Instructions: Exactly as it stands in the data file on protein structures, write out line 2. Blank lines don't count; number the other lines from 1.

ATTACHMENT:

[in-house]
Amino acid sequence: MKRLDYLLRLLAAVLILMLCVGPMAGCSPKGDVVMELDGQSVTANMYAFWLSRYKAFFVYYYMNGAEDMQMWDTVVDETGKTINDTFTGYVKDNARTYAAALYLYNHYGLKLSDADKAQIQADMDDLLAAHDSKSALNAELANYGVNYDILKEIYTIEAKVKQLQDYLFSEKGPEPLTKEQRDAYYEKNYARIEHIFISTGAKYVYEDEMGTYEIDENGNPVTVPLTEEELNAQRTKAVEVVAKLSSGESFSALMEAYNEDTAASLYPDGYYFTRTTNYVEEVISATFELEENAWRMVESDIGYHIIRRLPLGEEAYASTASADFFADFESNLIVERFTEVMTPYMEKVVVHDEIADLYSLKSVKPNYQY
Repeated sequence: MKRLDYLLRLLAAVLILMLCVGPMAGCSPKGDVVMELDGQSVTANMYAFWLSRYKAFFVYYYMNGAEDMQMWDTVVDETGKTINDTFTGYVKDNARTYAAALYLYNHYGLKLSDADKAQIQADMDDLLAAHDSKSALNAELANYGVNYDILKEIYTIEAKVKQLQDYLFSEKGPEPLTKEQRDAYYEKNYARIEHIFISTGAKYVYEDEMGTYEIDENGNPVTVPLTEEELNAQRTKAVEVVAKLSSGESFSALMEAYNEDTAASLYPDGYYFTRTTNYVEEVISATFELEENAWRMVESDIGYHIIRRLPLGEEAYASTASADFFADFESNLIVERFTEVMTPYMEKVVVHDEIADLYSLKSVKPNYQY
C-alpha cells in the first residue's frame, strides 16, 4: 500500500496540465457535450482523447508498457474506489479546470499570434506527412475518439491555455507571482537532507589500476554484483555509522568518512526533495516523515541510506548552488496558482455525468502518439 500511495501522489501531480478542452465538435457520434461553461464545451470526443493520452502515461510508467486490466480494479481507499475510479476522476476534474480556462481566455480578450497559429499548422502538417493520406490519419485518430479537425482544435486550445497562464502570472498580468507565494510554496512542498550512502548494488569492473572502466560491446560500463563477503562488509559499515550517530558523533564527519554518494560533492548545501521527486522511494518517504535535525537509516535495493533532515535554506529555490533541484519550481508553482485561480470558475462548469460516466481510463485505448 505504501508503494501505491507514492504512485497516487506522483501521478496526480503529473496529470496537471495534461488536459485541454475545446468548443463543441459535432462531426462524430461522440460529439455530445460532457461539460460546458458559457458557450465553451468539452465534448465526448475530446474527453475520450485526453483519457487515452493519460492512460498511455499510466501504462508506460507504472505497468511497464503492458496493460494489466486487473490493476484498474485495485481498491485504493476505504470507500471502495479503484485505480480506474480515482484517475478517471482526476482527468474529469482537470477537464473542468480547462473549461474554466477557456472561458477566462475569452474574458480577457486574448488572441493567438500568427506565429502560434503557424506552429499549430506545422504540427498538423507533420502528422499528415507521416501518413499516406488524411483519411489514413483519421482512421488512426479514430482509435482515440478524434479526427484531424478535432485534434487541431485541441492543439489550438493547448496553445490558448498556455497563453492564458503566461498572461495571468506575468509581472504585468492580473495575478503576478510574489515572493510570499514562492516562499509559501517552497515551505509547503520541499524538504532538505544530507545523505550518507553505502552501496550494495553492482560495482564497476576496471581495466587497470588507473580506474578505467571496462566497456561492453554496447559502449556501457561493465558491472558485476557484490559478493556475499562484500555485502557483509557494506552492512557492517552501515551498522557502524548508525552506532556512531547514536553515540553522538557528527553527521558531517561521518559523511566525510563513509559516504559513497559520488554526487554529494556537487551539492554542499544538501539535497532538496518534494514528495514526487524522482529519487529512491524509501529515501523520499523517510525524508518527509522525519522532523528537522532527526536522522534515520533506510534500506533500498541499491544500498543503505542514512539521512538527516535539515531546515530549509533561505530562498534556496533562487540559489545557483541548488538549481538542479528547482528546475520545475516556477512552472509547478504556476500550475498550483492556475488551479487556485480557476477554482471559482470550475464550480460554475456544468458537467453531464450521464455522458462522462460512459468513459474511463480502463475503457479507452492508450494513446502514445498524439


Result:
Amino acid sequence: MKRLDYLLRLLAAVLILMLCVGPMAGCSPKGDVVMELDGQSVTANMYAFWLSRYKAFFVYYYMNGAEDMQMWDTVVDETGKTINDTFTGYVKDNARTYAAALYLYNHYGLKLSDADKAQIQADMDDLLAAHDSKSALNAELANYGVNYDILKEIYTIEAKVKQLQDYLFSEKGPEPLTKEQRDAYYEKNYARIEHIFISTGAKYVYEDEMGTYEIDENGNPVTVPLTEEELNAQRTKAVEVVAKLSSGESFSALMEAYNEDTAASLYPDGYYFTRTTNYVEEVISATFELEENAWRMVESDIGYHIIRRLPLGEEAYASTASADFFADFESNLIVERFTEVMTPYMEKVVVHDEIADLYSLKSVKPNYQY